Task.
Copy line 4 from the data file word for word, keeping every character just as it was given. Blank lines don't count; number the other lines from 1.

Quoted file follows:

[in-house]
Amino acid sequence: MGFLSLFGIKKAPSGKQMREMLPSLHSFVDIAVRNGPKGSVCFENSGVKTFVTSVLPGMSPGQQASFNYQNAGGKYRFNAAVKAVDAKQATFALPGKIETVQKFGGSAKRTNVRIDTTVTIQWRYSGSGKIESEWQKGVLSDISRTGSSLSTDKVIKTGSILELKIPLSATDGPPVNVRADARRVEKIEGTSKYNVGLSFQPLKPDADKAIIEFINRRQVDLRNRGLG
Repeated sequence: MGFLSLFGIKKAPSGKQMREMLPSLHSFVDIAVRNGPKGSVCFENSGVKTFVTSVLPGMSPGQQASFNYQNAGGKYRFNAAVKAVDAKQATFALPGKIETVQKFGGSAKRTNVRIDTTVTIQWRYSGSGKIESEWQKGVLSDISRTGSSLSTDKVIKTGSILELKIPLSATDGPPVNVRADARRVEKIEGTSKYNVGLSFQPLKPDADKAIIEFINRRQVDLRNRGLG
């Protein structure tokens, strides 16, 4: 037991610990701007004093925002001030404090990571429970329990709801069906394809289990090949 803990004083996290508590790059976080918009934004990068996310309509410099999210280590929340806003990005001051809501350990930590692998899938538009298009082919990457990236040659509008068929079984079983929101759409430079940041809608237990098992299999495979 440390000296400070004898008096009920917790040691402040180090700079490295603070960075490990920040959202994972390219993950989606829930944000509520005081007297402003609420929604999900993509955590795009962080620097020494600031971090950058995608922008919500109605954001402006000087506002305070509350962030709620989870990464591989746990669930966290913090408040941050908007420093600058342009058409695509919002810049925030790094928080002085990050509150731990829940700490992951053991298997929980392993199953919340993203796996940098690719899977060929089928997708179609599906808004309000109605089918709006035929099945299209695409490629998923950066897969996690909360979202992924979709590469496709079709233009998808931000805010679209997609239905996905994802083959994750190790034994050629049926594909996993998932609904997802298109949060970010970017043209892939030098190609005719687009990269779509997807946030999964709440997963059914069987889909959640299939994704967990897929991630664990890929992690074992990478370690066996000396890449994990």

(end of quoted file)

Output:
């Protein structure tokens, strides 16, 4: 037991610990701007004093925002001030404090990571429970329990709801069906394809289990090949 803990004083996290508590790059976080918009934004990068996310309509410099999210280590929340806003990005001051809501350990930590692998899938538009298009082919990457990236040659509008068929079984079983929101759409430079940041809608237990098992299999495979 440390000296400070004898008096009920917790040691402040180090700079490295603070960075490990920040959202994972390219993950989606829930944000509520005081007297402003609420929604999900993509955590795009962080620097020494600031971090950058995608922008919500109605954001402006000087506002305070509350962030709620989870990464591989746990669930966290913090408040941050908007420093600058342009058409695509919002810049925030790094928080002085990050509150731990829940700490992951053991298997929980392993199953919340993203796996940098690719899977060929089928997708179609599906808004309000109605089918709006035929099945299209695409490629998923950066897969996690909360979202992924979709590469496709079709233009998808931000805010679209997609239905996905994802083959994750190790034994050629049926594909996993998932609904997802298109949060970010970017043209892939030098190609005719687009990269779509997807946030999964709440997963059914069987889909959640299939994704967990897929991630664990890929992690074992990478370690066996000396890449994990």